Thoughts on a hot issue

Try as I might, I couldn’t remain silent any longer. There is a major issue floating around in ELT circles at the moment and I felt obligated to weigh in on it. It is inescapable. My twitter feed is awash with references to the issue so I thought I’d dip my toes in a bit. I will apologize in advance for my limited understanding of this extremely important and complicated issue. I think it is a delicate and contentious issue and I’d like to tread as carefully as possible and I hope readers will let me know if I have missed anything or gone too far in any direction.

A few years back Chia Suan Chong wrote about this issue and did a much better job of looking at both sides of this issue than I will or could. I think her post offers a very good starting point and I also think the comments are well worth reading. I am particularly interested in why this is such a hot issue and how we can turn what I see as negativity into something positive and maybe even start a healthy, open and honest debate.

Like many hot button issues there are people on both sides who think they have it all figured out. What worries me in this case is  (what feels to me as) strident tones and the lack of respect for those who don’t happen to hold the same opinion. The issue seems unnecessarily charged in an emotional sense. I hope we can all step back and examine the issues rationally while making attempts to understand the other side.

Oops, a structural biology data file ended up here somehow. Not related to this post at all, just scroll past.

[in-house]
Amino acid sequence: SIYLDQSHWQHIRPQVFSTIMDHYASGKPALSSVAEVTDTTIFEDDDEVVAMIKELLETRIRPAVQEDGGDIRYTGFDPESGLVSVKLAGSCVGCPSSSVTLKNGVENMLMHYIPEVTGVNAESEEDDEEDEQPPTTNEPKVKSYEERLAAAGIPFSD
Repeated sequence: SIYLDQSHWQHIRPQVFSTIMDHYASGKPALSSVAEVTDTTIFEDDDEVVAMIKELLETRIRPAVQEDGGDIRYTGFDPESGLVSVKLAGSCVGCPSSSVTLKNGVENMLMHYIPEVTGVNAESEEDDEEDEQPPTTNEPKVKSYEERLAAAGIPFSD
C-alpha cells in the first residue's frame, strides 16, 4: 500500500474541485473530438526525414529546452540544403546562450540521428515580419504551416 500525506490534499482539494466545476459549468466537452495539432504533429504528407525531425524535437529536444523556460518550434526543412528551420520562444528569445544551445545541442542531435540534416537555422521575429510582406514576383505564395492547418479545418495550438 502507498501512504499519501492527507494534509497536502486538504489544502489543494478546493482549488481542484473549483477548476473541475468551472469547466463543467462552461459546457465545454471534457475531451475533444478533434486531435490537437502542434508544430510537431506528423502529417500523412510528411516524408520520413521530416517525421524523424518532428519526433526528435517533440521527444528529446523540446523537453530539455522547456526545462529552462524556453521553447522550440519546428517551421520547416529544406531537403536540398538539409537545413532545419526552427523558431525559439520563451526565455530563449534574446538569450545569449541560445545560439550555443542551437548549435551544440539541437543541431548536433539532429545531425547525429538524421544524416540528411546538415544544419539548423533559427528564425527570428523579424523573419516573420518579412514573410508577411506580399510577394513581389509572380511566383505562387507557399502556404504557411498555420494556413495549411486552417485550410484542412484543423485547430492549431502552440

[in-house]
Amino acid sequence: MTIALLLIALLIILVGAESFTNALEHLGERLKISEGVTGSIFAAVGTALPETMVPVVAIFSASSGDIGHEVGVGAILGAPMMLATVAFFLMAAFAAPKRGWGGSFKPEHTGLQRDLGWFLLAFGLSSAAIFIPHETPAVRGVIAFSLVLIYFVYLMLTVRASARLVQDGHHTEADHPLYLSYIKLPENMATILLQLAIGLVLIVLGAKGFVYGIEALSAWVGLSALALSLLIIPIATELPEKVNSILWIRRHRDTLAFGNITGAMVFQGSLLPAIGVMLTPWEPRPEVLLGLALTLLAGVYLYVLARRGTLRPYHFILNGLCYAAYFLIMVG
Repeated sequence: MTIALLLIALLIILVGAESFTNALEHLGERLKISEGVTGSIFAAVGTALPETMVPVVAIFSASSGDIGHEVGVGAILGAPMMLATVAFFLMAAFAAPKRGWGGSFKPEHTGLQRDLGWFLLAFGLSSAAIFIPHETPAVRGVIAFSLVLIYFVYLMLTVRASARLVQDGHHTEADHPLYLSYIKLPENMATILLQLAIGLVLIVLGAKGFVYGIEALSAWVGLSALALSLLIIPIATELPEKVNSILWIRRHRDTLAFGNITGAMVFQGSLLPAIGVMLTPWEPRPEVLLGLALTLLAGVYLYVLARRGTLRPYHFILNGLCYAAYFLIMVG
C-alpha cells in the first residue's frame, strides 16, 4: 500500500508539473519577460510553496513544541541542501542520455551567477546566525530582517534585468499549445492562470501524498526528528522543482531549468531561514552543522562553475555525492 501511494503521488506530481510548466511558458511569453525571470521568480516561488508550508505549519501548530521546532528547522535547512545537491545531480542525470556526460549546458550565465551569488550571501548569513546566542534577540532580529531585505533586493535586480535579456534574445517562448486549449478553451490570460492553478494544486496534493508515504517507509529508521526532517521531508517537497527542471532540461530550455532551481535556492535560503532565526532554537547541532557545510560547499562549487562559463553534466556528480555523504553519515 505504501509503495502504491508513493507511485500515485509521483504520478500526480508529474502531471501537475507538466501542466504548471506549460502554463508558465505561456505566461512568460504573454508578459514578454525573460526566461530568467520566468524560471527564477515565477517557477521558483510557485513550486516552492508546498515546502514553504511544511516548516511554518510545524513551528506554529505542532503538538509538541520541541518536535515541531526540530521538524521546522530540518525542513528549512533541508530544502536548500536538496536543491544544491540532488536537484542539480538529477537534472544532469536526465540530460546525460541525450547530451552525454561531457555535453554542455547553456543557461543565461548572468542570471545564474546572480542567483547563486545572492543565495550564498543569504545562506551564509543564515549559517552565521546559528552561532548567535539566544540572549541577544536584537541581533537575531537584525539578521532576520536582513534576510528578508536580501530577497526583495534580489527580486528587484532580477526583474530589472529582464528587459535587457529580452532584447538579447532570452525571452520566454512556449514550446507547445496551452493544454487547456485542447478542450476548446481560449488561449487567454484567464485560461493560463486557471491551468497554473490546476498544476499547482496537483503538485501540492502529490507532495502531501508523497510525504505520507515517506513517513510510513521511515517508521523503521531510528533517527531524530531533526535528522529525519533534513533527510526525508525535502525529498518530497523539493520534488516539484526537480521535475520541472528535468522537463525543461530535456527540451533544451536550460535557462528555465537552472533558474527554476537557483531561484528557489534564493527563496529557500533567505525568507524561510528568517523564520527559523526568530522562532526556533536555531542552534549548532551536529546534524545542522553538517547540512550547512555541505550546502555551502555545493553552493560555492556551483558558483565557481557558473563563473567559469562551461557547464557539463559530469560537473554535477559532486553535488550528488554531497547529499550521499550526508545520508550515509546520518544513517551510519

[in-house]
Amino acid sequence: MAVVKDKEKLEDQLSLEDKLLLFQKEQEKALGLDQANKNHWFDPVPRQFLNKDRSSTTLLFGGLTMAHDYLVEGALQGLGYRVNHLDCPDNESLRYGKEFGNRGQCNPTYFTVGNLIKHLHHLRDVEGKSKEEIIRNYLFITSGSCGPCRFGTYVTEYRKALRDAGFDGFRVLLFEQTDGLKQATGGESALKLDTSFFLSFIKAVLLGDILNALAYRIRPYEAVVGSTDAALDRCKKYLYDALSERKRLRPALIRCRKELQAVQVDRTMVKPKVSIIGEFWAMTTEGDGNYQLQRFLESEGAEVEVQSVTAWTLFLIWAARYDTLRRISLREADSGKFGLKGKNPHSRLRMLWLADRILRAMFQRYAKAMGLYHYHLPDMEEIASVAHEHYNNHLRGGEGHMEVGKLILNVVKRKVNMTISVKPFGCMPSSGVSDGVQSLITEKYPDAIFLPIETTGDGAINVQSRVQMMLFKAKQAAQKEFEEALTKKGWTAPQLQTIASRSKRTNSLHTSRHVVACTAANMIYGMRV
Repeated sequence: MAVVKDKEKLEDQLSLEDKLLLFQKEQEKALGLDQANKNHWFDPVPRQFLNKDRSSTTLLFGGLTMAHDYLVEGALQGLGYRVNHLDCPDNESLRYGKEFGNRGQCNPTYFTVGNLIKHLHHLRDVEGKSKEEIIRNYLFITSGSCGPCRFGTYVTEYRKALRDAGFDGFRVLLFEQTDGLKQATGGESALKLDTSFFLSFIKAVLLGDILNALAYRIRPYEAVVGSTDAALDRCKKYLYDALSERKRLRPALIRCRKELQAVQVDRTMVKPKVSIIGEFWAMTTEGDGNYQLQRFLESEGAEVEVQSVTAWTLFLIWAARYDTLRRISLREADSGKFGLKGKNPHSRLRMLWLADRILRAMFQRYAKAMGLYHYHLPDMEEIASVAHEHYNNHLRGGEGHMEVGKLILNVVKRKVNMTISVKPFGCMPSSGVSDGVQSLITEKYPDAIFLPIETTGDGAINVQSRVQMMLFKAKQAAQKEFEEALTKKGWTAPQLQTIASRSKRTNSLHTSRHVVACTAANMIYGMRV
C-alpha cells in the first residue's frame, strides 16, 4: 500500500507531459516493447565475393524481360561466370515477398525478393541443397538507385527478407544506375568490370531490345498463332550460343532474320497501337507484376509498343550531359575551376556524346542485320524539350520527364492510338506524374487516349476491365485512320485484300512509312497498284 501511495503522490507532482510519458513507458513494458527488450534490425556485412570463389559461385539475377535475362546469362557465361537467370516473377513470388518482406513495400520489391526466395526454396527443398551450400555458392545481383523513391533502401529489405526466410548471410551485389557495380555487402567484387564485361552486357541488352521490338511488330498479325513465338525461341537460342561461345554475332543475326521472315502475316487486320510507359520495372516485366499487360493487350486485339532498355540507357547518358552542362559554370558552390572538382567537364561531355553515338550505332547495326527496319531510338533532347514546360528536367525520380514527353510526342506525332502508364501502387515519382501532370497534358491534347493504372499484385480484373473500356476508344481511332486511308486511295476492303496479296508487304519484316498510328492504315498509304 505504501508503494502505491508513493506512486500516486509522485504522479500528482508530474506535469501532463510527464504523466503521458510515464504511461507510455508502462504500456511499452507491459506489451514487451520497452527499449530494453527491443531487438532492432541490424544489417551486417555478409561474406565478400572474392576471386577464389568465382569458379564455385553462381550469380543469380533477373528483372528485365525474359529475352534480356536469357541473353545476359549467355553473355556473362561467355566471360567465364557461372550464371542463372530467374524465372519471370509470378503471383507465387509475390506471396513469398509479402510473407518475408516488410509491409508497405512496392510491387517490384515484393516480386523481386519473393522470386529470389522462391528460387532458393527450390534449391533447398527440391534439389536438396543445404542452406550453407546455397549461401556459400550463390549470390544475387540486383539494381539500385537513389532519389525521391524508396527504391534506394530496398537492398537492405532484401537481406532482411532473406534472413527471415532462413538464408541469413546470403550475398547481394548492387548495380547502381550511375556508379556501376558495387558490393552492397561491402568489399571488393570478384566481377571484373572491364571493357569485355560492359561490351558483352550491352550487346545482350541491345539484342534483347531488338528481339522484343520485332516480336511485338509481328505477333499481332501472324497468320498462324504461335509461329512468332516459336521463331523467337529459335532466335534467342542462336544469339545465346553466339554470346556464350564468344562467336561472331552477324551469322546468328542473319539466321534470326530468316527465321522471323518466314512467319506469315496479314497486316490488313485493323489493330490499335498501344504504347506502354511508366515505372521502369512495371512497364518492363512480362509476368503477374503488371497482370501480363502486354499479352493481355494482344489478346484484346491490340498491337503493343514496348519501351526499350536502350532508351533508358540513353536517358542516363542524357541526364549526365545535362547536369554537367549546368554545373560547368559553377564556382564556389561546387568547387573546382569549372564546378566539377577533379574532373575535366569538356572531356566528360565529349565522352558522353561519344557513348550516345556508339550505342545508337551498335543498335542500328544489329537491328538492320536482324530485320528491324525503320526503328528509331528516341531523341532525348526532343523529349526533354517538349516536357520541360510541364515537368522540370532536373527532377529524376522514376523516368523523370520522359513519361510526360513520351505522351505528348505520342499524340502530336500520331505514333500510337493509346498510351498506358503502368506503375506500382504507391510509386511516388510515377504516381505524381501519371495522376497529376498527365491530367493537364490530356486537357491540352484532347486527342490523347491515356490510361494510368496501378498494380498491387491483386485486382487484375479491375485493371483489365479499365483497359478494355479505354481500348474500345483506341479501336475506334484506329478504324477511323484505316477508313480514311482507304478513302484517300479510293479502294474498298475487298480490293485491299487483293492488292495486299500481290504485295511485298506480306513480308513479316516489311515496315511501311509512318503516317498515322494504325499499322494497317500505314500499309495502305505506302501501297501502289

It should go without saying that a respectful conversation on this topic would be free of name calling. I hope I have heard “fuddy duddy,” “Buzz Killington,” “curmudgeon,” “wet blanket,” “imperialist,” “toady,” “wannabe”  and “tool for the American Cultural-Industrial Complex” for the last time in relation to this issue. What I’d love to see is mutual respect and understanding along with an 88% reduction in name calling.

In this field we are seemingly able to get along and and look past disagreements even when we don’t see eye to eye on things like dogme, TBL, order of acquisition, some sort of black box or something, the importance of research and a whole host of other issues. For whatever reason, this issue seems more divisive than the others. I feel critical friendships and teaching families could be destroyed if we are not careful. So let’s be careful and not succumb to fear and judgment.

From my view, it doesn’t typically make sense to get worked up about the pedagogical decisions other teachers make. It is their choice and we don’t tend to know how their classes actually go anyway so it always seems odd to me to judge others when we don’t know the whole story and have an obviously incomplete picture. Last year I tried to write about how I can’t and don’t care what other teachers do in their classes.

I used the word choice in the previous paragraph but I also think it is worth considering it is not always the teacher’s choice. Sometimes directors and other admin foist their views and expectations upon working teachers who might be then forced to act in ways they would not otherwise. This sounds to me like another reason to not presume much based on what teachers do in class. It can be choice and we *should respect that but it is not even always a choice anyway.